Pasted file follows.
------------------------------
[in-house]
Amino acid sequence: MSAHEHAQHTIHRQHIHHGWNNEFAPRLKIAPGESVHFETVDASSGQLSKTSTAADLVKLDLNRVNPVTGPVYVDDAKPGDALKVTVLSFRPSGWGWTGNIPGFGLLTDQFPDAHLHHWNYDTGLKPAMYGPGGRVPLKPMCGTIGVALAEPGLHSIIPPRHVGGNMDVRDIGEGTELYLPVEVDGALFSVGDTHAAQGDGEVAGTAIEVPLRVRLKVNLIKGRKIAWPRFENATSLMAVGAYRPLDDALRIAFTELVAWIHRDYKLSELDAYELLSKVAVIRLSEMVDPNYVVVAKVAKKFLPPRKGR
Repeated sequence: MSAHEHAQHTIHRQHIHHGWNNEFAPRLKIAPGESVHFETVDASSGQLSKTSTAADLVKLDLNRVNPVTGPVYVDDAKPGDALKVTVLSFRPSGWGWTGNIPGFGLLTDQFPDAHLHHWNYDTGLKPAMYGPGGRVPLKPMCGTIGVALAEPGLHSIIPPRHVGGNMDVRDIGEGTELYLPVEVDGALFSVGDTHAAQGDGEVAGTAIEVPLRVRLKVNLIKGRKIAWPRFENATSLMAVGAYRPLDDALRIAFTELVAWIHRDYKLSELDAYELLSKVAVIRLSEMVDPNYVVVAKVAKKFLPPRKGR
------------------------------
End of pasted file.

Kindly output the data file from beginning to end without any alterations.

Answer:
[in-house]
Amino acid sequence: MSAHEHAQHTIHRQHIHHGWNNEFAPRLKIAPGESVHFETVDASSGQLSKTSTAADLVKLDLNRVNPVTGPVYVDDAKPGDALKVTVLSFRPSGWGWTGNIPGFGLLTDQFPDAHLHHWNYDTGLKPAMYGPGGRVPLKPMCGTIGVALAEPGLHSIIPPRHVGGNMDVRDIGEGTELYLPVEVDGALFSVGDTHAAQGDGEVAGTAIEVPLRVRLKVNLIKGRKIAWPRFENATSLMAVGAYRPLDDALRIAFTELVAWIHRDYKLSELDAYELLSKVAVIRLSEMVDPNYVVVAKVAKKFLPPRKGR
Repeated sequence: MSAHEHAQHTIHRQHIHHGWNNEFAPRLKIAPGESVHFETVDASSGQLSKTSTAADLVKLDLNRVNPVTGPVYVDDAKPGDALKVTVLSFRPSGWGWTGNIPGFGLLTDQFPDAHLHHWNYDTGLKPAMYGPGGRVPLKPMCGTIGVALAEPGLHSIIPPRHVGGNMDVRDIGEGTELYLPVEVDGALFSVGDTHAAQGDGEVAGTAIEVPLRVRLKVNLIKGRKIAWPRFENATSLMAVGAYRPLDDALRIAFTELVAWIHRDYKLSELDAYELLSKVAVIRLSEMVDPNYVVVAKVAKKFLPPRKGR